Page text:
On the day before the Los Angeles City Council voted on a set of amendments to strengthen the city’s Foreclosure Registry Ordinance, community members and L.A. city sanitation workers delivered bags of trash from a vacant foreclosed home to a bank that’s one of L.A.’s largest holders of vacant foreclosed properties, Bank of New York Mellon.

Describing horrendous conditions, including missing fences and doors, graffiti, broken windows, overgrown weeds and mounds of trash, local residents insisted that the bank “clean up or pay up” and stop ignoring city laws requiring proper upkeep. The group estimates that the bank owes $4.7 million in fines and $253,425 in unpaid registration fees to the city for failure to comply with the ordinance.

On Wednesday, the City Council voted 14-0 to approve a set of amendments designed to improve the city’s ability to enforce the law, including an increase in the registration fee to cover the cost of property inspection and the creation of a more efficient enforcement and reporting system.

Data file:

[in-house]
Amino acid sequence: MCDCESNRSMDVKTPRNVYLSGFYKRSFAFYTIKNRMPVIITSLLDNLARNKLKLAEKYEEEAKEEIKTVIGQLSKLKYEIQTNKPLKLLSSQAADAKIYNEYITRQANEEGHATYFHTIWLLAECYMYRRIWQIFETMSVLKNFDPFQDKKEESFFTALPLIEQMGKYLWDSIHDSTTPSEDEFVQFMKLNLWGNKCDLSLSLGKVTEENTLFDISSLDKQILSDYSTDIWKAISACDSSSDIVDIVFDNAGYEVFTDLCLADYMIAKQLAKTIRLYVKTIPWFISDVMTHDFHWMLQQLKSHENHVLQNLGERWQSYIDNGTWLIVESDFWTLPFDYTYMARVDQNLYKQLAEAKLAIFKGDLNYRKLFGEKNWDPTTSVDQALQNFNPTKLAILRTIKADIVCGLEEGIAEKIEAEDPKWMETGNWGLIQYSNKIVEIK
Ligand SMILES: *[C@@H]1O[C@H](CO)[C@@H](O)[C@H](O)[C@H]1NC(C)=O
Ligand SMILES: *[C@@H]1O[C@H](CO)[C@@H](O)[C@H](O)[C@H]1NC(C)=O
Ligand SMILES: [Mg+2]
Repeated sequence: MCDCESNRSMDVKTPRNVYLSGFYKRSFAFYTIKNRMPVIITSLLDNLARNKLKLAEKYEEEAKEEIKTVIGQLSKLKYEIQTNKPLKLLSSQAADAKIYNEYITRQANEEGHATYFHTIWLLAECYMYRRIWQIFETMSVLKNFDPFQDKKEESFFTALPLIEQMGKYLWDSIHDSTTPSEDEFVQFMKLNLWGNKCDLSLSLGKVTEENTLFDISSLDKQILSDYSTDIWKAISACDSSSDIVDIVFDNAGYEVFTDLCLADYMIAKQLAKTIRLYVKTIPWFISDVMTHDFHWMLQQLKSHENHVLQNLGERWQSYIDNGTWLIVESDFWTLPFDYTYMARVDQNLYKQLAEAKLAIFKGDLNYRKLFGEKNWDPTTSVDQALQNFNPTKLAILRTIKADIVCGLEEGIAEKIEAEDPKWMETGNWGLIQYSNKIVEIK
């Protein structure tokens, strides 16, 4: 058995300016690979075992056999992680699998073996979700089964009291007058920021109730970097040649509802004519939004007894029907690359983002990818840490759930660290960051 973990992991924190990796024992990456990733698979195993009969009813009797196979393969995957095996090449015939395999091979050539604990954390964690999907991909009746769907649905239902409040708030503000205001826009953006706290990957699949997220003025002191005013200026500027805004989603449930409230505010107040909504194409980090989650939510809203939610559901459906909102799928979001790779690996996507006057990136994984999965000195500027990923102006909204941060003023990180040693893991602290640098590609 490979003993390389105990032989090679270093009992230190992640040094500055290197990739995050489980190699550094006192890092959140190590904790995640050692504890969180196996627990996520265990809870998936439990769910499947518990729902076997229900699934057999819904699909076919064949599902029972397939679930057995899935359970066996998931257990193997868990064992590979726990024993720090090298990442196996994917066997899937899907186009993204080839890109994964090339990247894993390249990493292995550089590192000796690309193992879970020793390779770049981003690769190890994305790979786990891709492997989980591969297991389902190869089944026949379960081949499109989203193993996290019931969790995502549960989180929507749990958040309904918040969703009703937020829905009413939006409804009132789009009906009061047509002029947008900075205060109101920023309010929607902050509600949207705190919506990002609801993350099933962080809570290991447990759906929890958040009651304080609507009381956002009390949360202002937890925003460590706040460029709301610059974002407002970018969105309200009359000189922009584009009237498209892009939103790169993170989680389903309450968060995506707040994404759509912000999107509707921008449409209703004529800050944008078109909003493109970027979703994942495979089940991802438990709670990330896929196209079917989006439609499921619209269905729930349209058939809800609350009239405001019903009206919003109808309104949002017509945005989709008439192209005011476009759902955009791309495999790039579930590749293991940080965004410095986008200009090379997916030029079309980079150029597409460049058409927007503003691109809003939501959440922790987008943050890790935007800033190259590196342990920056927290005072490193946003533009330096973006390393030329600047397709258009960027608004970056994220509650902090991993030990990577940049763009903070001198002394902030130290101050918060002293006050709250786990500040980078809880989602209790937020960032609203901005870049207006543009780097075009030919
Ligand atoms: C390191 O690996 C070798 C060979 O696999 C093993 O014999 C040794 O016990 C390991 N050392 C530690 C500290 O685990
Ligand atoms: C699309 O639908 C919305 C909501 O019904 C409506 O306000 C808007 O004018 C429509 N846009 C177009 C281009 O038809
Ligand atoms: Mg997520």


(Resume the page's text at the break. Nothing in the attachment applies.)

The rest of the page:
“These banks are devastating our communities, and the city and the taxpayers are covering the cost,” said ACCE member and South L.A. neighborhood activist Angelina Jimenez. “They caused the problem. It’s time to make them pay for it.” In a 2011 report titled “The Wall Street Wrecking Ball,” ACCE estimated that the typical foreclosure costs the city of Los Angeles $19,229 in increased safety inspections, police and fire calls, trash removal, and maintenance, or a total of $384.5 million for the close to 20,000 foreclosed properties citywide.

The events were organized by ACCE, the Alliance of Californians for Community Empowerment, Good Jobs L.A., and SEIU Local 721. For more information contact Peter Kuhns at (213) 272-1141.